Decorative Greenhouse Shading with Peelable Glass Paint
All gardeners know how important it is to shade greenhouses from spring through to autumn to protect plants from overheating. Traditionally greenhouse shading has been a pain of a job and quite unsightly, however those days are over!
With Thorndown’s Peelable Glass Paint you can choose from 24 opaque colours in heritage tones from off-whites, creams, blues, greens and greys, or 14 translucent colours in a range of bright, primary colours perfect for decorative shading and arts & crafts.
For maximum greenhouse shading use an opaque heritage paint colour or Swan White, which is now also available in a handy 450ml tin. One coat is all that’s needed to provide shading from the sun but in areas of heavy exposure and direct sunlight you can paint 2 coats on. It’s so easy to apply and remove that if the sun wanes for a sustained period of time, just peel off some panes to let more light through and re-paint when the sun strengthens again.
The opaque colour range was created to match heritage tones from the Thorndown Wood Paint Colour Chart so you can shade your greenhouse in the same colour as you paint the wood.
But shading your greenhouse doesn’t just have to be practical. With stencils or a bit of imagination you can make it beautiful too.
Making Greenhouse Shading Fun – Stencilling
One of our customers wanted to make her greenhouse pretty and didn’t need full shading yet, so turned to stencils instead. Using Swan White opaque Peelable Glass Paint and four floral stencil designs, she has transformed her greenhouse into a pretty glass building sitting in the garden surrounded by beautiful brimming boarders.
Stencilling is a very satisfying thing to do creating instant results. Getting the technique right though can be challenging and take some experimenting as the technique varies depending on the size and nature of the stencil, and the end result you want.
The technique this customer employed was to fix the stencil in place, flat on the glass with tape. She then put blobs of paint in the corners and used an art brush to wipe small amounts of paint over the stencil and onto the glass. For fine stencils like these you only need a small amount of paint to create the design without bleeding under the stencil.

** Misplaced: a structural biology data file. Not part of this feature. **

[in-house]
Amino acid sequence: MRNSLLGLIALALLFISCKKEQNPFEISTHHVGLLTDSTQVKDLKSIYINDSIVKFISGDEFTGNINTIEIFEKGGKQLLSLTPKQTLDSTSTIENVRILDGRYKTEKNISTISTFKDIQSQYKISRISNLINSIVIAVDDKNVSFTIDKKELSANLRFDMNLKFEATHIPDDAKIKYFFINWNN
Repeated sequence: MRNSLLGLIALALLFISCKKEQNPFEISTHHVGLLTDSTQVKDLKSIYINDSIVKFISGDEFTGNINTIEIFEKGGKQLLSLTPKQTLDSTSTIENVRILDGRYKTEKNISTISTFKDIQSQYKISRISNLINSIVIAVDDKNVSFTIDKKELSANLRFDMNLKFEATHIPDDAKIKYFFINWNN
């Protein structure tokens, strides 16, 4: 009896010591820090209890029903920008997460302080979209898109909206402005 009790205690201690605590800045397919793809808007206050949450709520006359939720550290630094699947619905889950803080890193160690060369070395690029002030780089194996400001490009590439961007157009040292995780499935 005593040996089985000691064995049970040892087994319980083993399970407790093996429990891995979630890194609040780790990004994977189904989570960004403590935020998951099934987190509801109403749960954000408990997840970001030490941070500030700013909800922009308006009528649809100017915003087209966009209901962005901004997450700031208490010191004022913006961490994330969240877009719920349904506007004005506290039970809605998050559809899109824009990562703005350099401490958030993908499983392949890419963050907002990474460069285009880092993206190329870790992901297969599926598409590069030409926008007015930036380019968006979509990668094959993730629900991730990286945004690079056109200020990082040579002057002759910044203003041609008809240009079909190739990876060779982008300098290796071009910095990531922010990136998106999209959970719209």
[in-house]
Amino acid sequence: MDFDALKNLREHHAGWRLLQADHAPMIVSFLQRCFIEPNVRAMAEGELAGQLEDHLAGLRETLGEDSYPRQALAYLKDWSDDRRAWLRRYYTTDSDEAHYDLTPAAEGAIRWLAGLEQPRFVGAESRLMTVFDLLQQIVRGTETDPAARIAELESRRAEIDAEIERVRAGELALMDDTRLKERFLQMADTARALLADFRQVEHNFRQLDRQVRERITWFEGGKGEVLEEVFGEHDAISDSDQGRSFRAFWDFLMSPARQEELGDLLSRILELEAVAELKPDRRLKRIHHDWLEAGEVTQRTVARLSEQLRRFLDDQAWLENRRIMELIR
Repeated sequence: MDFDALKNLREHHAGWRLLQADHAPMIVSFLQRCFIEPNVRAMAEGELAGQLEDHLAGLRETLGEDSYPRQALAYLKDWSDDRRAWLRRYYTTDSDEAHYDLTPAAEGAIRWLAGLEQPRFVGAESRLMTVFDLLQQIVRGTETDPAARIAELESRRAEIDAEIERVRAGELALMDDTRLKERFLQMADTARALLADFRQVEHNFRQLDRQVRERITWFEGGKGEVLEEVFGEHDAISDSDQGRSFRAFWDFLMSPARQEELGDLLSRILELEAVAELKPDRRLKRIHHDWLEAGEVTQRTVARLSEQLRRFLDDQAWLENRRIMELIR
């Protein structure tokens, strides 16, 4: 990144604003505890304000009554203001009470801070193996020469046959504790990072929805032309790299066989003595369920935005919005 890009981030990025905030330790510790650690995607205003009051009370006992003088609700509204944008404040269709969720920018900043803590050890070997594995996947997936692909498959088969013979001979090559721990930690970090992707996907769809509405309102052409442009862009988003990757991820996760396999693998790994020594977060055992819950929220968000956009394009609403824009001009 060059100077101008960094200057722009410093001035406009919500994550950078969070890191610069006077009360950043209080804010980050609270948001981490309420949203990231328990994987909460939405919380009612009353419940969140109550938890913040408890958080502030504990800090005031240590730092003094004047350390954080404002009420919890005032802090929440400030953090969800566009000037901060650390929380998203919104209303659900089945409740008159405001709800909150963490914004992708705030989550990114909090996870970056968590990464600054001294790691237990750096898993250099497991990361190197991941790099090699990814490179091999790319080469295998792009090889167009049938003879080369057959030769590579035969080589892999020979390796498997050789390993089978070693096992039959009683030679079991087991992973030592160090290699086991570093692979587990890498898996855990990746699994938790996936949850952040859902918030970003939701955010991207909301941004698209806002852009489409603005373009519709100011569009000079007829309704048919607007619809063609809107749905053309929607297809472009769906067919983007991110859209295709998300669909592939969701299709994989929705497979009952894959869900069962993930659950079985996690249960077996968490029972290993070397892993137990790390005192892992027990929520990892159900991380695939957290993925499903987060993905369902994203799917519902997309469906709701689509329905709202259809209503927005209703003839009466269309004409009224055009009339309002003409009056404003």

Working carefully the design is quickly filled in, but take time and make sure to keep the stencil as flush as you can to the glass to minimise bleeding. When it’s done carefully remove the stencil while the paint is still wet so you don’t take any dried paint off with it.
The stencils can be used again and again and the paint goes a long way. Use this technique to create partial shading, decorative screening from unsightly tools and equipment, or just to create something really pretty!!
Another customer created a beautiful art deco stained glass effect greenhouse the looks simply stunning! A work of art that shades, adds colour to the garden and hides empty pots and seed trays waiting to be used in spring.
Linda took the glass panes out and thoroughly cleaned them with soapy water then left them to dry. A couple of panes had a strong residue on it that was repelling the glass paint so she rinsed thoroughly with water to remove the odd film.
She then used a roller to paint on a variety of colours from the translucent colour range, turning her greenhouse into a work of art.
Matching Wood Paint & Peelable Glass Paint Colours
We painted the timber frame of this beautiful Forest Victorian Tall Wall Greenhouse in Skylark Blue Wood Paint and the shelves in Limestone to contrast. Next I painted on Skylark Blue Peelable Glass Paint and Swan White to the roof panes. Such a pretty greenhouse needed some pretty stencil decorations. The swan is painted with Swan White and the roses with Dragon Red and stems in Reed and Moorland Green.
The finished result looks beautiful in the garden all year round and the colours cheer you up through the winter months. As the intensity of the sun increases you can also quickly and easily add shading to more panes.
An easy way to make really neat and decorative shading panels is to mask the outline of the window pane with masking tape. I find using Frogtape gives a really good result as it is low tack but produces a really good seal to the window minimising paint bleed.
On this Forest Mini Greenhouse I painted the wood with Thorndown’s Reed Green Wood Paint, then painted shading panels of Reed Green Peelable Glass Paint on the front and Swan White Peelable Glass Paint on the roof panels.
I applied Frogtape strips around the borders of the roof window panes pressing down firmly to create a tight seal. Next I painted on the Peelable Glass Paint with a roller then removed the tape straight away before the paint started drying. For best results pull off the tape at a diagonal angle away from the paint and don’t leave the tape on too long or the paint will have started to dry on it and will be torn off with the tape.
The shading panels were painted on the insides of the plastic perspex window panes but you can paint it on the exteriors too. On the door panels I split the door height lining up the horizontal tape lines with the shelves to create bold squares. Next I painted on decorative swans to the outside using the roller that I’d used for the Swan White shading panels on the roof and a swan stencil.
A roller holds a lot of paint in it and when stencilling, less paint is best so using a roller sleeve that had already been used to paint on the shading panel meant I had the perfect amount of paint on it to roller over the stencil and leave a perfect swan without paint bleed.